The final task for the week completed, the crew took the opportunity to pull the children around in red wagons, rock the babies to sleep, and pass around a coconut from the tree outside to try.

For me, I found a quiet spot to sit at the edge of the property.

Overlooking the valley below, I took pause to reflect as a human, not as a journalist. The faces locked in my camera’s memory cards have real hardship in their lives. They have stories, but they also are the story.

Volunteers who make trips like the HIM crew make a difference, but the solution lies in cultural change. Economics, politics and opportunity all support futures for children like the 100 who get to enter the wrought iron gates once a week for a meal.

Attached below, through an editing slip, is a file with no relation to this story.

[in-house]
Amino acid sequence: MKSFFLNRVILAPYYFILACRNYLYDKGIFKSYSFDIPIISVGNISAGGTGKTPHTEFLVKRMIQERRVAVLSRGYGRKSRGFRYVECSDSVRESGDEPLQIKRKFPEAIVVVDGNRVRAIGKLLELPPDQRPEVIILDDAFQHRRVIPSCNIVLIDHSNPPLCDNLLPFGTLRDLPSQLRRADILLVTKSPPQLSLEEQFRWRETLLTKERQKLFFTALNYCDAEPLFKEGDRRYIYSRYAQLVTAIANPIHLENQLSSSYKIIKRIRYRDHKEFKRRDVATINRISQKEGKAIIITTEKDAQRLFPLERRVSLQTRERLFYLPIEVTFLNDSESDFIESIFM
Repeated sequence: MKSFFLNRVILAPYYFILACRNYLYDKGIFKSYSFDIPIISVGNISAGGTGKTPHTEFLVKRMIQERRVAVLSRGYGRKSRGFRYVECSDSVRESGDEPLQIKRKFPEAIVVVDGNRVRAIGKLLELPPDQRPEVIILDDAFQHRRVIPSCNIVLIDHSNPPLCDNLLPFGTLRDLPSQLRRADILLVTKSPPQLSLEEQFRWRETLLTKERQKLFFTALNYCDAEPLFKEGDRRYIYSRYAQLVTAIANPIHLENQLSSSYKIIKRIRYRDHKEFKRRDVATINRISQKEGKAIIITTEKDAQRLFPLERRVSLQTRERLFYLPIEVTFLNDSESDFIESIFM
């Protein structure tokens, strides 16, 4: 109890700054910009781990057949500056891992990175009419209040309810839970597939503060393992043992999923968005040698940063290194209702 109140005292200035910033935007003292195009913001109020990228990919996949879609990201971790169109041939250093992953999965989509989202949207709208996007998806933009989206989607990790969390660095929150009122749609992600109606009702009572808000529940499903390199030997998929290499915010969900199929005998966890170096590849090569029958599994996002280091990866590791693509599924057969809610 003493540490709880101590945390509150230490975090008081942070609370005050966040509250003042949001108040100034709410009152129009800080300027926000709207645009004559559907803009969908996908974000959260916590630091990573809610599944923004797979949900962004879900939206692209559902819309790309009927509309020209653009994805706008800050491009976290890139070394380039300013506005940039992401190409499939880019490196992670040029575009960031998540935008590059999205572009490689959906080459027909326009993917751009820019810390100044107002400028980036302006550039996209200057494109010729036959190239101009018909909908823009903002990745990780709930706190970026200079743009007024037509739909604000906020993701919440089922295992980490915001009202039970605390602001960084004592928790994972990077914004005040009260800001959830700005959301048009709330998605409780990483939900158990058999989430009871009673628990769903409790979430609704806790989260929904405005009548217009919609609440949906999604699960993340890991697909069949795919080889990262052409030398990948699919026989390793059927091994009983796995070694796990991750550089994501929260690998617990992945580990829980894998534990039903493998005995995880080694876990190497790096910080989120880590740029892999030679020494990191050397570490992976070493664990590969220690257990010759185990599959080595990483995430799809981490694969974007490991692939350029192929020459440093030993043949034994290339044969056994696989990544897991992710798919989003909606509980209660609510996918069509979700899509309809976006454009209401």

If he survives, the baby I held in my arms may someday build a life.

The HIM nutrition center in Gualan, Guatemala.      Christine Rushton | Murrow College

Thursday, March 20, 2014

Always learning "more"


3-19-14

Christine Rushton, Murrow College Backpack Journalist

Jeremiah, 8, at the HIM physical therapy clinic in Zacapa.      Christine Rushton | Murrow College

His eyes locked on the blue bag containing the sour gummy worms. Unable to speak, he lifted his hands, clustered the fingers on each and tapped the tips together.
“More.”
Jeremiah dangled the red worm between his teeth as his mother applauded his first attempt at American Sign Language. At 8 years old, he had never received testing for his hearing. When the speech and hearing team from WSU noticed his unresponsive behavior, they took him to the HIM clinic in Zacapa.